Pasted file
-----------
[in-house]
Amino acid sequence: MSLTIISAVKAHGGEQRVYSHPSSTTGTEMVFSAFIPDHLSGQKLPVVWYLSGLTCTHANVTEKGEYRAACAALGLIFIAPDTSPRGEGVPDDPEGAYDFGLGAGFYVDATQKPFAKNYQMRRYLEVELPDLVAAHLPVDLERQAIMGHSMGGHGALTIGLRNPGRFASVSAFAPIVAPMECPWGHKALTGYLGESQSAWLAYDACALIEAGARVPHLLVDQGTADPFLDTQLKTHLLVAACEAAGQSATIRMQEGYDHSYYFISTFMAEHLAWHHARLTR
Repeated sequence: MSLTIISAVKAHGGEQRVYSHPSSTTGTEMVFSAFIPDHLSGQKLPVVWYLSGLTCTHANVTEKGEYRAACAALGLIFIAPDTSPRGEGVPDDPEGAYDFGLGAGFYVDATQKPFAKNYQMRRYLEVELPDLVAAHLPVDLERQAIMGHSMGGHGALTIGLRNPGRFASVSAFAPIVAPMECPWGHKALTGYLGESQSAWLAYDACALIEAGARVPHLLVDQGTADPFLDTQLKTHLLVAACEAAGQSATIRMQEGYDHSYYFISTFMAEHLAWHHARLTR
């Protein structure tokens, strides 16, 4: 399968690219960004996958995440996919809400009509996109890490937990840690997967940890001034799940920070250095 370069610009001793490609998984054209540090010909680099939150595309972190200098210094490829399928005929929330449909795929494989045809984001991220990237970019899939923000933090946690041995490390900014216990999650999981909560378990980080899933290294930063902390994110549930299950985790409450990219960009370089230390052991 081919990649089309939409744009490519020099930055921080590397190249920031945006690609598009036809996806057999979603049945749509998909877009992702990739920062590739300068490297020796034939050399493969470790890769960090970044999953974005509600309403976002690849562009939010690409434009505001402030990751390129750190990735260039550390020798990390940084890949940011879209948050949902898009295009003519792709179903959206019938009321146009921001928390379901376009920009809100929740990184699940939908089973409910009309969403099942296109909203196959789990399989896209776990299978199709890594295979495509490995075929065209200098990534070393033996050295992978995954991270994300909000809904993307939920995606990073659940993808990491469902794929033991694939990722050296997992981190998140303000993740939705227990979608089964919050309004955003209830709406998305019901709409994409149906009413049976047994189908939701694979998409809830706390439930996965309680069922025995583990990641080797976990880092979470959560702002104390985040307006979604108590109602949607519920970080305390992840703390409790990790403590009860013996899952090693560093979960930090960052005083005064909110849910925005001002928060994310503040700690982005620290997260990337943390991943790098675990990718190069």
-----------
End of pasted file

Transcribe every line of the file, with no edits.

[in-house]
Amino acid sequence: MSLTIISAVKAHGGEQRVYSHPSSTTGTEMVFSAFIPDHLSGQKLPVVWYLSGLTCTHANVTEKGEYRAACAALGLIFIAPDTSPRGEGVPDDPEGAYDFGLGAGFYVDATQKPFAKNYQMRRYLEVELPDLVAAHLPVDLERQAIMGHSMGGHGALTIGLRNPGRFASVSAFAPIVAPMECPWGHKALTGYLGESQSAWLAYDACALIEAGARVPHLLVDQGTADPFLDTQLKTHLLVAACEAAGQSATIRMQEGYDHSYYFISTFMAEHLAWHHARLTR
Repeated sequence: MSLTIISAVKAHGGEQRVYSHPSSTTGTEMVFSAFIPDHLSGQKLPVVWYLSGLTCTHANVTEKGEYRAACAALGLIFIAPDTSPRGEGVPDDPEGAYDFGLGAGFYVDATQKPFAKNYQMRRYLEVELPDLVAAHLPVDLERQAIMGHSMGGHGALTIGLRNPGRFASVSAFAPIVAPMECPWGHKALTGYLGESQSAWLAYDACALIEAGARVPHLLVDQGTADPFLDTQLKTHLLVAACEAAGQSATIRMQEGYDHSYYFISTFMAEHLAWHHARLTR
């Protein structure tokens, strides 16, 4: 399968690219960004996958995440996919809400009509996109890490937990840690997967940890001034799940920070250095 370069610009001793490609998984054209540090010909680099939150595309972190200098210094490829399928005929929330449909795929494989045809984001991220990237970019899939923000933090946690041995490390900014216990999650999981909560378990980080899933290294930063902390994110549930299950985790409450990219960009370089230390052991 081919990649089309939409744009490519020099930055921080590397190249920031945006690609598009036809996806057999979603049945749509998909877009992702990739920062590739300068490297020796034939050399493969470790890769960090970044999953974005509600309403976002690849562009939010690409434009505001402030990751390129750190990735260039550390020798990390940084890949940011879209948050949902898009295009003519792709179903959206019938009321146009921001928390379901376009920009809100929740990184699940939908089973409910009309969403099942296109909203196959789990399989896209776990299978199709890594295979495509490995075929065209200098990534070393033996050295992978995954991270994300909000809904993307939920995606990073659940993808990491469902794929033991694939990722050296997992981190998140303000993740939705227990979608089964919050309004955003209830709406998305019901709409994409149906009413049976047994189908939701694979998409809830706390439930996965309680069922025995583990990641080797976990880092979470959560702002104390985040307006979604108590109602949607519920970080305390992840703390409790990790403590009860013996899952090693560093979960930090960052005083005064909110849910925005001002928060994310503040700690982005620290997260990337943390991943790098675990990718190069």